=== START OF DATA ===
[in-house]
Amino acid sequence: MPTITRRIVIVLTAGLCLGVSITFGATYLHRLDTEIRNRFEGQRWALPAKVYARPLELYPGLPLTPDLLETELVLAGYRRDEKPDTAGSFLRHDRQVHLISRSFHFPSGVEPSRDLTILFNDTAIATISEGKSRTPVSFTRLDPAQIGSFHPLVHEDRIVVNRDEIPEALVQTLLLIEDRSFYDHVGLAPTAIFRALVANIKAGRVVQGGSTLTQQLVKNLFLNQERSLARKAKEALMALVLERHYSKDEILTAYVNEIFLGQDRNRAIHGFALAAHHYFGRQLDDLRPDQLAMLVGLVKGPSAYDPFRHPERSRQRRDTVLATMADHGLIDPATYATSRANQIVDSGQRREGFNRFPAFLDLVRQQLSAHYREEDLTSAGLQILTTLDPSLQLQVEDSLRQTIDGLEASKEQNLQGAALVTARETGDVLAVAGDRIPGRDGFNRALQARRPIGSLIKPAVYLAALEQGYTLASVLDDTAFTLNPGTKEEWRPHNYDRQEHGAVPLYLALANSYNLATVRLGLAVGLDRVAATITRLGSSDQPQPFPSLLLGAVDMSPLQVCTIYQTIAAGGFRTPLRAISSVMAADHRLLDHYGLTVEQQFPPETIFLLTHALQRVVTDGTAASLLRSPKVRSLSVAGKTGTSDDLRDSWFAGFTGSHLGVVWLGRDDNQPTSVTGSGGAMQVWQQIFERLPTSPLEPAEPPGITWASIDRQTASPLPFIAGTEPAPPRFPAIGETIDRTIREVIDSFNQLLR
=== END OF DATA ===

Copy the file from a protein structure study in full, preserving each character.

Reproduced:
[in-house]
Amino acid sequence: MPTITRRIVIVLTAGLCLGVSITFGATYLHRLDTEIRNRFEGQRWALPAKVYARPLELYPGLPLTPDLLETELVLAGYRRDEKPDTAGSFLRHDRQVHLISRSFHFPSGVEPSRDLTILFNDTAIATISEGKSRTPVSFTRLDPAQIGSFHPLVHEDRIVVNRDEIPEALVQTLLLIEDRSFYDHVGLAPTAIFRALVANIKAGRVVQGGSTLTQQLVKNLFLNQERSLARKAKEALMALVLERHYSKDEILTAYVNEIFLGQDRNRAIHGFALAAHHYFGRQLDDLRPDQLAMLVGLVKGPSAYDPFRHPERSRQRRDTVLATMADHGLIDPATYATSRANQIVDSGQRREGFNRFPAFLDLVRQQLSAHYREEDLTSAGLQILTTLDPSLQLQVEDSLRQTIDGLEASKEQNLQGAALVTARETGDVLAVAGDRIPGRDGFNRALQARRPIGSLIKPAVYLAALEQGYTLASVLDDTAFTLNPGTKEEWRPHNYDRQEHGAVPLYLALANSYNLATVRLGLAVGLDRVAATITRLGSSDQPQPFPSLLLGAVDMSPLQVCTIYQTIAAGGFRTPLRAISSVMAADHRLLDHYGLTVEQQFPPETIFLLTHALQRVVTDGTAASLLRSPKVRSLSVAGKTGTSDDLRDSWFAGFTGSHLGVVWLGRDDNQPTSVTGSGGAMQVWQQIFERLPTSPLEPAEPPGITWASIDRQTASPLPFIAGTEPAPPRFPAIGETIDRTIREVIDSFNQLLR